Manual or Electric Breast PumpShould you get the manual or electric breast pump? Most breastfeeding mothers find using a breast pump easier than expressing milk manually. A lactation consultant or confinement nanny can help determine which type of pump is better for mother. If possible, it is recommended to use the electric one so that mother can have a more and easier rest. The confinement nanny can offer support and help if problems arise.

During the first several weeks of your child’s life, it is best to nurse exclusively to help you and your baby learn how to breast feed and to be sure your milk supply becomes well established. Once mummy’s milk supply is established and feel confident that both mummy and baby are doing well with breast-feeding, mummy may give the baby an occasional bottle of breast milk. This allows others, such as your partner or grandparent, an opportunity to feed the baby. It also provides mummy a break if she need one.

Do keep in mind that the feel of a bottle nipple in a baby’s mouth is different from that of the breast. The way a baby sucks from a bottle nipple is also different. Therefore, it take some practice for your baby to be comfortable with a bottle nipple. Beware that he or she may be reluctant to take a bottle from mummy because baby associates mother’s voice and scent with breastfeeding.

If you intend to invest in a pump, here are some factors to consider in deciding whether you should get an electric or manual breast pump:

  1. How often is the usage? Hand pump may be good enough if mother’s milk supply is well established or she is only away from baby occasionally. Hand breast pumps are small and inexpensive. However, if mother is going back to work or need to be away from baby for hours, it is better to invest in an electric breast pump instead.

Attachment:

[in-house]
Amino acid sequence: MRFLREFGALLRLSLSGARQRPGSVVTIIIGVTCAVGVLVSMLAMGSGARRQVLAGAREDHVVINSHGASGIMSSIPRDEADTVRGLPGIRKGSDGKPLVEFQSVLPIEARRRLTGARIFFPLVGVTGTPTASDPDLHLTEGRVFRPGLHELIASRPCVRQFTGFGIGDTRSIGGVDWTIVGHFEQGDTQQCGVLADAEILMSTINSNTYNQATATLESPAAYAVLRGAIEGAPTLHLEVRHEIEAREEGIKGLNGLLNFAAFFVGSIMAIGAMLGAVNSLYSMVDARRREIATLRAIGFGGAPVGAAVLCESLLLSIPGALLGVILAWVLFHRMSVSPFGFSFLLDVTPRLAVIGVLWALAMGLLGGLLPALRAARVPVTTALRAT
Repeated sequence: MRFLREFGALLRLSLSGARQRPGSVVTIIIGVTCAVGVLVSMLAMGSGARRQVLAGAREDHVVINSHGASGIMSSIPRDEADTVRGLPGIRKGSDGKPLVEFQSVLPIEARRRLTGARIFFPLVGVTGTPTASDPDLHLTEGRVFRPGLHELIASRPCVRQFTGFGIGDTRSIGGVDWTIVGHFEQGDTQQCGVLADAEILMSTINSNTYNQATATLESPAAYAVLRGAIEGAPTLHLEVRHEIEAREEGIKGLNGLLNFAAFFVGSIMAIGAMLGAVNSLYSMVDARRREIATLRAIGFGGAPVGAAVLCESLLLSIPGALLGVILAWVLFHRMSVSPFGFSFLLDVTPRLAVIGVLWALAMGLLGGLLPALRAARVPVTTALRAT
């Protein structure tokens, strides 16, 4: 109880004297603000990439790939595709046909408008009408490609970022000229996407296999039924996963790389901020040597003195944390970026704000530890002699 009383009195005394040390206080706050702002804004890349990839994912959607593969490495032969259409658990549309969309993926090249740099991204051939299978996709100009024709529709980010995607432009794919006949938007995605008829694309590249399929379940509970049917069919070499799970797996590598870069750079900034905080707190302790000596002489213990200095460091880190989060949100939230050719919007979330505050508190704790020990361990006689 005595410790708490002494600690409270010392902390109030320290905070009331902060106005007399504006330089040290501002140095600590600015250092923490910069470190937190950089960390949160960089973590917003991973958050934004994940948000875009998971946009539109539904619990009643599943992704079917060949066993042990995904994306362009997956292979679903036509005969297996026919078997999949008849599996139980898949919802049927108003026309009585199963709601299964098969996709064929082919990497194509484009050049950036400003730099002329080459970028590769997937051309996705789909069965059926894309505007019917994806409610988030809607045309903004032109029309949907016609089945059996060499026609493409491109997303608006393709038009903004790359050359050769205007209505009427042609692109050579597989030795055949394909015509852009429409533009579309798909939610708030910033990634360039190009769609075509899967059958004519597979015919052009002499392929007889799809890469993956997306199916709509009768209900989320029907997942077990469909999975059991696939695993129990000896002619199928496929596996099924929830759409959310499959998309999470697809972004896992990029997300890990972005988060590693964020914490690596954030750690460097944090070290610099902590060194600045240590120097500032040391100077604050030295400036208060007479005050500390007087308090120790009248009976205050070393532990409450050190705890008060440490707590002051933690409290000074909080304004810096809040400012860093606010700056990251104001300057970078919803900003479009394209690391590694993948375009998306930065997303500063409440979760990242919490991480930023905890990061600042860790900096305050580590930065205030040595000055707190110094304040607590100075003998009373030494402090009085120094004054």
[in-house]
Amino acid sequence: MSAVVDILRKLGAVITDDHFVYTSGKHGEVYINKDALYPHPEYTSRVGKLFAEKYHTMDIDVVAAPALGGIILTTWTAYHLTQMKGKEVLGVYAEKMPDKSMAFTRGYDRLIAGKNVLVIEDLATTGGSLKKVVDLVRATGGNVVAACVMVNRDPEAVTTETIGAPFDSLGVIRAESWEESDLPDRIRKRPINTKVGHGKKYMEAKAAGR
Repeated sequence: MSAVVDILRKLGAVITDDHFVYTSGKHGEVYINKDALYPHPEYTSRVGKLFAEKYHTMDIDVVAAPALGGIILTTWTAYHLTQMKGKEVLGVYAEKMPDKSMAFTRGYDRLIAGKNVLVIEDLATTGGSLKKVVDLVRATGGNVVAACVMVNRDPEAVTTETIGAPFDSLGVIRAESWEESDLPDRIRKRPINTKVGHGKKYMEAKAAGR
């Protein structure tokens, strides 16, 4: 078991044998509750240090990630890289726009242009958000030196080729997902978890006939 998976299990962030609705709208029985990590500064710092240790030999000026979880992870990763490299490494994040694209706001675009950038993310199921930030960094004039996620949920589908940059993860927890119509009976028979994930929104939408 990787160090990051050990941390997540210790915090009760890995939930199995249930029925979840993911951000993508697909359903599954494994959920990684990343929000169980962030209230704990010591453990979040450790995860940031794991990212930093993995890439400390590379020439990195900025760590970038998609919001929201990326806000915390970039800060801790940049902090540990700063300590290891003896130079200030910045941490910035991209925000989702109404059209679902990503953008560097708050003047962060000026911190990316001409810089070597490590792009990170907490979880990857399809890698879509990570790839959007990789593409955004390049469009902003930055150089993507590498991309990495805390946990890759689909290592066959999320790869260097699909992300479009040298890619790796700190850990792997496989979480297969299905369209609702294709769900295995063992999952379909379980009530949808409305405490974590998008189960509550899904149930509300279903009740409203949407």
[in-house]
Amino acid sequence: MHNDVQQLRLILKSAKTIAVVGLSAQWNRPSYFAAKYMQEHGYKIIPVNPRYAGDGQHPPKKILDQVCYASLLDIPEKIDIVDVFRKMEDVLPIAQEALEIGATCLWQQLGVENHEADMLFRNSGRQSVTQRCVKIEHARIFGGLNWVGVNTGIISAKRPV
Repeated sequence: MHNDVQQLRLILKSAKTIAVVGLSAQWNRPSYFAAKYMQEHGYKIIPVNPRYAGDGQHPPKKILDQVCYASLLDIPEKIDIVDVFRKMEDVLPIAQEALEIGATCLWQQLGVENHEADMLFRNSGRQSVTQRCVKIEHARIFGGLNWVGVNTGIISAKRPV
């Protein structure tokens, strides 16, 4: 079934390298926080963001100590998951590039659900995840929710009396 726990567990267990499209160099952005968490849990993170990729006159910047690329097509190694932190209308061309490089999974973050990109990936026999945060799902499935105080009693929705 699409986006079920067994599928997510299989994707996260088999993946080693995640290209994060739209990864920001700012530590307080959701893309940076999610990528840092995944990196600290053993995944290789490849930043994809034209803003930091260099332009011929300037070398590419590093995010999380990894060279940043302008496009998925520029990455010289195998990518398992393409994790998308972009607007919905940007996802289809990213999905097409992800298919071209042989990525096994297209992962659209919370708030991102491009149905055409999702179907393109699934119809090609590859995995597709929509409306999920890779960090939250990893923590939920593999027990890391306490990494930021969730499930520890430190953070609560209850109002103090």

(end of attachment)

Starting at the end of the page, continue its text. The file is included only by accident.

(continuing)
2. How quickly do you need to pump? A typical pumping session for one breast usually lasts around 15 min. An electric breast pump is a good investment if you need to pump during working hours or rushing for time. There are certain electric breast pump models which save time by pumping both breasts together as well. Double breast pumps can cut pumping time in half.
  3. How much are you willing to spend? While manual modes generally cost less than $50, electric pumps that include a carrying case and insulated section for storing milk may cost more than $200.
  4. Is it easy to assemble or convenient in carrying the pump around? It can be pretty frustrating if it cannot. If there is a need to carry the pump everyday, be sure to choose a light weight breast pump. Some models has a carrying case that allow you to store the expressed milk. Noise level of the breast pump can also be a factor to your decision as well.